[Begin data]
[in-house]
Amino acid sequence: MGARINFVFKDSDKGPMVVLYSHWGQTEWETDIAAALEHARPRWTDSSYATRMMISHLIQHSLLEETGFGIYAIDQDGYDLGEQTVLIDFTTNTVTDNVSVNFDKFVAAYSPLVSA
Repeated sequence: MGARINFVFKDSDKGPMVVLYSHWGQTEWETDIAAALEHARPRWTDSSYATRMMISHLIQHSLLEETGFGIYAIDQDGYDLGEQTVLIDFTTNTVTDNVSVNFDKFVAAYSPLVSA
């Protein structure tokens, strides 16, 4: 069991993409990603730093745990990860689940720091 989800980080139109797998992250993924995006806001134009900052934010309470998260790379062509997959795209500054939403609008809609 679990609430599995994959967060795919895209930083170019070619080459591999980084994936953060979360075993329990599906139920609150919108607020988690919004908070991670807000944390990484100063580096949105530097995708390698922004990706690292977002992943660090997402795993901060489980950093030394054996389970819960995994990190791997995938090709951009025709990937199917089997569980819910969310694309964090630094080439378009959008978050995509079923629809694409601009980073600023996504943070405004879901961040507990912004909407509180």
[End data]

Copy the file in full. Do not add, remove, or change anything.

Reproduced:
[in-house]
Amino acid sequence: MGARINFVFKDSDKGPMVVLYSHWGQTEWETDIAAALEHARPRWTDSSYATRMMISHLIQHSLLEETGFGIYAIDQDGYDLGEQTVLIDFTTNTVTDNVSVNFDKFVAAYSPLVSA
Repeated sequence: MGARINFVFKDSDKGPMVVLYSHWGQTEWETDIAAALEHARPRWTDSSYATRMMISHLIQHSLLEETGFGIYAIDQDGYDLGEQTVLIDFTTNTVTDNVSVNFDKFVAAYSPLVSA
């Protein structure tokens, strides 16, 4: 069991993409990603730093745990990860689940720091 989800980080139109797998992250993924995006806001134009900052934010309470998260790379062509997959795209500054939403609008809609 679990609430599995994959967060795919895209930083170019070619080459591999980084994936953060979360075993329990599906139920609150919108607020988690919004908070991670807000944390990484100063580096949105530097995708390698922004990706690292977002992943660090997402795993901060489980950093030394054996389970819960995994990190791997995938090709951009025709990937199917089997569980819910969310694309964090630094080439378009959008978050995509079923629809694409601009980073600023996504943070405004879901961040507990912004909407509180």